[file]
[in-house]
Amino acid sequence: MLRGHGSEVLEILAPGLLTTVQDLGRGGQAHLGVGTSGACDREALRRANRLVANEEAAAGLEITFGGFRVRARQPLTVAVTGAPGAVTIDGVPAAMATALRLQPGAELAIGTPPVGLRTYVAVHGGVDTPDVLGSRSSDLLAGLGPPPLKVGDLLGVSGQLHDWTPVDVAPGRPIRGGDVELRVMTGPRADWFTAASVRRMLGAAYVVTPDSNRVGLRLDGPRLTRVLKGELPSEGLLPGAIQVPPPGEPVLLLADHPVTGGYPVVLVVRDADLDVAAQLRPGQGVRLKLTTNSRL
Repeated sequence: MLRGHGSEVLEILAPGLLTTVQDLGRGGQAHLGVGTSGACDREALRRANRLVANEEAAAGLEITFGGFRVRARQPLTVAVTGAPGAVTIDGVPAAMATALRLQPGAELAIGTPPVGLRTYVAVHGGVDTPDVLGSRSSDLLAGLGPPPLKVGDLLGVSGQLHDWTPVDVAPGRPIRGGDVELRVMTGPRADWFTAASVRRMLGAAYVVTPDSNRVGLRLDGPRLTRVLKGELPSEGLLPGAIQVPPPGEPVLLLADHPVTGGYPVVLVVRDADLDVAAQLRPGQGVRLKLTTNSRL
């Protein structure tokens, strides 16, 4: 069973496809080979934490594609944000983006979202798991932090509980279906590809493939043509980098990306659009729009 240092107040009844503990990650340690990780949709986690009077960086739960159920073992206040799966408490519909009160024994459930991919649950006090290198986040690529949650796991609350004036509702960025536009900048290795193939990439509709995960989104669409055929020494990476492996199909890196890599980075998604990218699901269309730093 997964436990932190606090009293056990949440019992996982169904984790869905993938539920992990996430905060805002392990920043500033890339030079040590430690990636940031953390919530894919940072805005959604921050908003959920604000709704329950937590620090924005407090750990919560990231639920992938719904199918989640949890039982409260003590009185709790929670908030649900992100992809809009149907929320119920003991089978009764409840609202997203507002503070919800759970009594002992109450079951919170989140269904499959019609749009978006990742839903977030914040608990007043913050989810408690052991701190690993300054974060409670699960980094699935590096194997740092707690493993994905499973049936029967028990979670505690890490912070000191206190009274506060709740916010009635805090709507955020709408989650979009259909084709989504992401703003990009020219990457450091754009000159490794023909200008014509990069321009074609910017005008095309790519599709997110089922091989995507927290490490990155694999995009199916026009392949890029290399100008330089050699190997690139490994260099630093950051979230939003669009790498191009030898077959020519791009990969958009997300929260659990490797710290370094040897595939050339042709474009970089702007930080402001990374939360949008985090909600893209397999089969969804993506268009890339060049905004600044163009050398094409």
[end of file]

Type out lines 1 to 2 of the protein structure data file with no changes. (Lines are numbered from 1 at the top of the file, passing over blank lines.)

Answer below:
[in-house]
Amino acid sequence: MLRGHGSEVLEILAPGLLTTVQDLGRGGQAHLGVGTSGACDREALRRANRLVANEEAAAGLEITFGGFRVRARQPLTVAVTGAPGAVTIDGVPAAMATALRLQPGAELAIGTPPVGLRTYVAVHGGVDTPDVLGSRSSDLLAGLGPPPLKVGDLLGVSGQLHDWTPVDVAPGRPIRGGDVELRVMTGPRADWFTAASVRRMLGAAYVVTPDSNRVGLRLDGPRLTRVLKGELPSEGLLPGAIQVPPPGEPVLLLADHPVTGGYPVVLVVRDADLDVAAQLRPGQGVRLKLTTNSRL